By Javier Delgado Rivera
On April 5, the World Bank published its by-annual Development Update for Afghanistan. A deep look at how COVID-19, government’s performance, international circumstances, and even the weather, impacted in the country’s economy during 2020; and how it may behave during the rest of this year.
In this paper, the World Bank examines the profound burden of the pandemic in the Afghan economy, as well as in the country’s public finances and its private sector investment. In addition, the institution notes, the urban services and industry sectors were hit hard by lockdown measures and trade disruptions.
In particular, urban unemployment increased, while declining revenues limited the extent of the government’s response to the crisis.
“To help restore private sector confidence and facilitate continued international support, the government needs to demonstrate substantial progress on revenue, anti-corruption, and private sector reforms,” prescribes the World Bank.
“Donors could work towards providing greater certainty and supporting confidence by establishing multi-year commitments and defining a set of measurable reforms against which grant support will be mobilized,” indicates the international financial institution, which has so far committed 652$US million for 2021 in the country.
Crushing the numbers of a 19$US billion economy
The World Bank indicates that Afghanistan GDP contracted 1,9% in 2020, although “in the absence of new official national accounts data, growth estimates are subject to a high degree of uncertainty,” recognizes the institution.
The rural and urban dichotomy. Last year, the silver lining of the Afghan economy was perhaps its agricultural sector, estimated to have grown by 5.3% boosted by favorable weather conditions and the limited impact of COVID-19 disruptions on the rural economy.
In urban settings, the picture was less uplifting. Because of lockdown measures and border restrictions, the industry and services sectors contracted by 4.2% and 4.8%, respectively.
As a result, rural poverty levels slightly improved; something not mirrored in the cities, where rates of hardship went up.
Food prices soared due COVID-19. For starters, inflation reached 5.6% during the last year — up from 2.3% in 2019. In particular, border closures and lockdown measures led to a food price spike of 17% in April, which was moderated from May thanks to a good agricultural harvest.
On the bright side, “non-food prices remained largely stable throughout 2020 largely due to lower international energy prices,” points out the Washington-based institution.
The fiscal situation deteriorated. In 2020, overall tax revenues declined by 7.6%. An occurrence generated by suppressed consumption and low investment confidence, what led to a sharp decline in taxes and custom duties, although the third quarter experienced some recovery.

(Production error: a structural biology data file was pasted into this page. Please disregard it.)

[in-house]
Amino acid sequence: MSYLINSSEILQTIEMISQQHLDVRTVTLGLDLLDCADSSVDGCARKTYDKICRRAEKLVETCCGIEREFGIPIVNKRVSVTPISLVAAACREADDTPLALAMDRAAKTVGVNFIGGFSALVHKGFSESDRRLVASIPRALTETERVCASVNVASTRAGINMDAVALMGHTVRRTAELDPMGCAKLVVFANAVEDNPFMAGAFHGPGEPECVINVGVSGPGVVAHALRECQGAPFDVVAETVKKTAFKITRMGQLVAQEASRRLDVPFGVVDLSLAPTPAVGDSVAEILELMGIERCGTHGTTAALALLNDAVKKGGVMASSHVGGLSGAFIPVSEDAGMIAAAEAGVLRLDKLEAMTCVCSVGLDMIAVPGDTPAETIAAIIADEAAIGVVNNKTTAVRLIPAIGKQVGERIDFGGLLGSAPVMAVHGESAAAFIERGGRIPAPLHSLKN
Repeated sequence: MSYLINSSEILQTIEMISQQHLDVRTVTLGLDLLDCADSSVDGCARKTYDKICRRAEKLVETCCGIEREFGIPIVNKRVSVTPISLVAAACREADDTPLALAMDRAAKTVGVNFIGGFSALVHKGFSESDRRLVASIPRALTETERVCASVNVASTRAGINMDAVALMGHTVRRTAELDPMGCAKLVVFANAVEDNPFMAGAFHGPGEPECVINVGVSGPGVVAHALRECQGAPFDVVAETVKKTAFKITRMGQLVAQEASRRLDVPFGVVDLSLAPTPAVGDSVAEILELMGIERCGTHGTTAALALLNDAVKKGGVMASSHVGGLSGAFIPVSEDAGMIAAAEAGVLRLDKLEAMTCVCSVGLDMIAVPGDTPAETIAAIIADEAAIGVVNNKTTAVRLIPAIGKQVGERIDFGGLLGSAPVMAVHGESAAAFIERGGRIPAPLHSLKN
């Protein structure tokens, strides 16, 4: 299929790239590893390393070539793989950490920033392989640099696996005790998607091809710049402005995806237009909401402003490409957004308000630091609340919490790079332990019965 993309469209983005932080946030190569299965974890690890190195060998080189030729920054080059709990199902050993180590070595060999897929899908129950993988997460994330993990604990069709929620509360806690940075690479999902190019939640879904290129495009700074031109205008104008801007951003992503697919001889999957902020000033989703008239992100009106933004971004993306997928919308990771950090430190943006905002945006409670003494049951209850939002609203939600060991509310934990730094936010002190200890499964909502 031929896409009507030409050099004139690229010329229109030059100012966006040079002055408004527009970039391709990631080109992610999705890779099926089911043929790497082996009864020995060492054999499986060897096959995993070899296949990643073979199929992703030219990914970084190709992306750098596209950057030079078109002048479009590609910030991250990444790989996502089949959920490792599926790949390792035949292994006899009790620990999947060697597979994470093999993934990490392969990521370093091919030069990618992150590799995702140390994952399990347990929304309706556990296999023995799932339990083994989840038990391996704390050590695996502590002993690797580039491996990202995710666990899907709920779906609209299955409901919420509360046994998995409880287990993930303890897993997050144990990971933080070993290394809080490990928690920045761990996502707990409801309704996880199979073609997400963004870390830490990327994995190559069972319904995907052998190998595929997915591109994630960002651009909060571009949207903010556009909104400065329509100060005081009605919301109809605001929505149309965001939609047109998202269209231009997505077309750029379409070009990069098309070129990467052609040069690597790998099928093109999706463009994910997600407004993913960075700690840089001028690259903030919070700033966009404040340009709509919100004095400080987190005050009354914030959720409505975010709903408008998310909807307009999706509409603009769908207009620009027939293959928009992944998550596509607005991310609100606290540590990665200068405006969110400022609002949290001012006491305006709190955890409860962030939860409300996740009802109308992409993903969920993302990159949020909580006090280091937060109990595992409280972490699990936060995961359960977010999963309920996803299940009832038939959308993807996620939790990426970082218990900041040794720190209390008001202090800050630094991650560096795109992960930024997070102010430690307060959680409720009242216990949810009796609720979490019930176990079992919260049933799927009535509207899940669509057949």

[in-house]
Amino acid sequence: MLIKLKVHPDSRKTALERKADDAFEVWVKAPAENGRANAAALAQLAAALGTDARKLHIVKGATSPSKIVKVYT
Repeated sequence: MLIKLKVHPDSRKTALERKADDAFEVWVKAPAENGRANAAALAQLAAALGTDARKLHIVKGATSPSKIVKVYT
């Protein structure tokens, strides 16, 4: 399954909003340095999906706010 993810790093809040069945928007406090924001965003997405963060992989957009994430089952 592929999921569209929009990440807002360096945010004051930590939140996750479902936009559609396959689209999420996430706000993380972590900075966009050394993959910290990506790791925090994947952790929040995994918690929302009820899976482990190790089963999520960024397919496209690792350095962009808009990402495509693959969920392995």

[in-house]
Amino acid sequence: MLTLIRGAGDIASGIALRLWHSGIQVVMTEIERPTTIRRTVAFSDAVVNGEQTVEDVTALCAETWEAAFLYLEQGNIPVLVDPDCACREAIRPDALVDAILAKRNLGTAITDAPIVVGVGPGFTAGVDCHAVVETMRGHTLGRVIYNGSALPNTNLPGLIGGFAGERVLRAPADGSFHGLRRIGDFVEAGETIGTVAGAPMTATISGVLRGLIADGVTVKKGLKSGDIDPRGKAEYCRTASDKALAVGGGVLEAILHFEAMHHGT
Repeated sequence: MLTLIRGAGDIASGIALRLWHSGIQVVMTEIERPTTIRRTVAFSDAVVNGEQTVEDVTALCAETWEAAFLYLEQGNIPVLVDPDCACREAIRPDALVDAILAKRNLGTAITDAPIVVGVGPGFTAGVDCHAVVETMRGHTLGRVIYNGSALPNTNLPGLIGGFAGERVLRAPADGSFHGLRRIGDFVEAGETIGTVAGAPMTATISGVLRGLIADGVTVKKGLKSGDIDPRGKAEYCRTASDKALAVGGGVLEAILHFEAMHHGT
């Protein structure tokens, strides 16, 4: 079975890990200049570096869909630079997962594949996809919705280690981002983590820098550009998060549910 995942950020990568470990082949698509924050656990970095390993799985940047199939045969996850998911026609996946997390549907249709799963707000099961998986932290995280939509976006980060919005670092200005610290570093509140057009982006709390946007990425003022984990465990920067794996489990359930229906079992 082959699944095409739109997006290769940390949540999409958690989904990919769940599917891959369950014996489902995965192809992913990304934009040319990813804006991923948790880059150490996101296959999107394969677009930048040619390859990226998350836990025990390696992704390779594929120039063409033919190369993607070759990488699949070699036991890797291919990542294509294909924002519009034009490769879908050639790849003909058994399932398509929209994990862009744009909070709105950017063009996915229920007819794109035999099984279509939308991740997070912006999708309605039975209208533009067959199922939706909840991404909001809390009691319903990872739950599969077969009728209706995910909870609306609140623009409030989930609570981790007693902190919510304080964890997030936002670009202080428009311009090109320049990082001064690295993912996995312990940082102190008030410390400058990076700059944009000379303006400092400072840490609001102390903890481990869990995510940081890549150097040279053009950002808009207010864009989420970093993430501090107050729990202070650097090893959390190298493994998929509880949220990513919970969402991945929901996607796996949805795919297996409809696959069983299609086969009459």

However, and despite lower-than-budgeted expenditures, the Word Bank does not expect the state coffers to ‘heal’ any time soon. “Recovery in domestic revenues is likely to remain slow,” foresees the institution. So low that the pre-pandemic rate of 14% of GDP in tax revenues will be only reached in 2024 (if the new VAT is implemented).
“Consequently, the fiscal deficit is likely to expand to 3.2% of GDP in 2021, before averaging around 1% over 2022-24,” notes the Report. A deficit mainly financed through borrowing from the International Monetary Fund (IMF) and government’s cash reserves — foreign exchange reserves remained at comfortable levels (16 months of import cover), making the Afghani stable against the US dollar.
The World Bank expects the Afghan GDP to grow by 1% this year, in part reflecting contraction in the agriculture sector due to the drought. In addition, recovery in the industry and services sectors is expected to be sluggish due to weak confidence for investments.
Moreover, “with rapid population growth (around 2.3%), per capita incomes are unlikely to recover to pre-COVID levels until 2025,” warns the financial institution.
The World Bank forecasts that consumer prices will increase by 3.8% this year, “reflecting recovery in global energy prices, the impacts of drought on food production, and disruptions of trade through Herat following the major fire at the Islam Qala customs point.”
When it comes to trade, the Report points out that thanks to the economic recovery and the resolution of border disruptions, “both imports and exports are likely to recover in 2021.” Nevertheless, with increases in imports outstripping increases in exports, the trade balance will worsen.
The World Bank points to four critical risks that are likely to affect the performance of the Afghan economy in the months to come: 1) a deterioration in the security situation following either the withdrawal of international troops or a breakdown in the current peace negotiations; 2) a resurgence in COVID-19 cases, which may trigger new lockdowns; 3) worse-than-expected weather conditions, impacting agricultural production and rural livelihoods; and 4) faster-than-expected reductions in international grant support due to inadequate government progress against anti-corruption and other reform.
For as long as most can remember, Afghanistan’s economy has been shaped by fragility and aid dependence. Now, a one-in-a-generation pandemic, its related global uncertainty, in addition to the current crucial stage in the country’s peace process, put the Afghan economy in a genuine troublesome spot.
Javier Delgado Rivera is Afghanistan Times UN correspondent, based in New York.